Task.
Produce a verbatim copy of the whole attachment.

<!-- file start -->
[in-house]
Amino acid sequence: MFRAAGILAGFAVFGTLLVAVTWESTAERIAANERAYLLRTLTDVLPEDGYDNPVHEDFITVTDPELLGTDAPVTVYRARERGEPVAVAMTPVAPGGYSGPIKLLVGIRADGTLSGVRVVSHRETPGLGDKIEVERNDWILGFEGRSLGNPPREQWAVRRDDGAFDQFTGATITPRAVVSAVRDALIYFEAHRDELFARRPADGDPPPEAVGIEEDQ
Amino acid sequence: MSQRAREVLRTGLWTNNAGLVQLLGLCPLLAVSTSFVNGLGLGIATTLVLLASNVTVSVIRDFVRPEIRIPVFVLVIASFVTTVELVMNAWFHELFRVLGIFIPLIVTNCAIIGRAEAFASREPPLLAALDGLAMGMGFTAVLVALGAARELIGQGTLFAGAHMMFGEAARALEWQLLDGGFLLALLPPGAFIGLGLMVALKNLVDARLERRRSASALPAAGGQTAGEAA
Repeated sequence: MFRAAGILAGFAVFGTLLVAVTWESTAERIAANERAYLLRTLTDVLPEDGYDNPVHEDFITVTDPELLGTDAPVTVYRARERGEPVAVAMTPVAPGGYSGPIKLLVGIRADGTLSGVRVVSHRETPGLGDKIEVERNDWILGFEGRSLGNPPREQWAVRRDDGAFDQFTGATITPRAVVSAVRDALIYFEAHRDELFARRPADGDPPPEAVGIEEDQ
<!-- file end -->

[in-house]
Amino acid sequence: MFRAAGILAGFAVFGTLLVAVTWESTAERIAANERAYLLRTLTDVLPEDGYDNPVHEDFITVTDPELLGTDAPVTVYRARERGEPVAVAMTPVAPGGYSGPIKLLVGIRADGTLSGVRVVSHRETPGLGDKIEVERNDWILGFEGRSLGNPPREQWAVRRDDGAFDQFTGATITPRAVVSAVRDALIYFEAHRDELFARRPADGDPPPEAVGIEEDQ
Amino acid sequence: MSQRAREVLRTGLWTNNAGLVQLLGLCPLLAVSTSFVNGLGLGIATTLVLLASNVTVSVIRDFVRPEIRIPVFVLVIASFVTTVELVMNAWFHELFRVLGIFIPLIVTNCAIIGRAEAFASREPPLLAALDGLAMGMGFTAVLVALGAARELIGQGTLFAGAHMMFGEAARALEWQLLDGGFLLALLPPGAFIGLGLMVALKNLVDARLERRRSASALPAAGGQTAGEAA
Repeated sequence: MFRAAGILAGFAVFGTLLVAVTWESTAERIAANERAYLLRTLTDVLPEDGYDNPVHEDFITVTDPELLGTDAPVTVYRARERGEPVAVAMTPVAPGGYSGPIKLLVGIRADGTLSGVRVVSHRETPGLGDKIEVERNDWILGFEGRSLGNPPREQWAVRRDDGAFDQFTGATITPRAVVSAVRDALIYFEAHRDELFARRPADGDPPPEAVGIEEDQ